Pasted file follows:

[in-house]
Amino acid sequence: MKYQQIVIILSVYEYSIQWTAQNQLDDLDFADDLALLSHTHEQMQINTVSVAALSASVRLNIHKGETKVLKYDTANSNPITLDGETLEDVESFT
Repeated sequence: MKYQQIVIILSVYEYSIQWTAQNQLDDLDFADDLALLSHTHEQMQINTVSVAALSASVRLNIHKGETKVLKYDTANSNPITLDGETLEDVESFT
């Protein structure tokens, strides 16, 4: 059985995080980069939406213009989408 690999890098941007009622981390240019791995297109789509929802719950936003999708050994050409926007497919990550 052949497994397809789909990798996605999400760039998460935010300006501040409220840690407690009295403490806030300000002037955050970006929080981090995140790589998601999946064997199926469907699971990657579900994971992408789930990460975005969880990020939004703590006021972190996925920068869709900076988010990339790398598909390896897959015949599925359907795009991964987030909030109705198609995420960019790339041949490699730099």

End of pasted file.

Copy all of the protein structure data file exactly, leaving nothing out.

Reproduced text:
[in-house]
Amino acid sequence: MKYQQIVIILSVYEYSIQWTAQNQLDDLDFADDLALLSHTHEQMQINTVSVAALSASVRLNIHKGETKVLKYDTANSNPITLDGETLEDVESFT
Repeated sequence: MKYQQIVIILSVYEYSIQWTAQNQLDDLDFADDLALLSHTHEQMQINTVSVAALSASVRLNIHKGETKVLKYDTANSNPITLDGETLEDVESFT
């Protein structure tokens, strides 16, 4: 059985995080980069939406213009989408 690999890098941007009622981390240019791995297109789509929802719950936003999708050994050409926007497919990550 052949497994397809789909990798996605999400760039998460935010300006501040409220840690407690009295403490806030300000002037955050970006929080981090995140790589998601999946064997199926469907699971990657579900994971992408789930990460975005969880990020939004703590006021972190996925920068869709900076988010990339790398598909390896897959015949599925359907795009991964987030909030109705198609995420960019790339041949490699730099």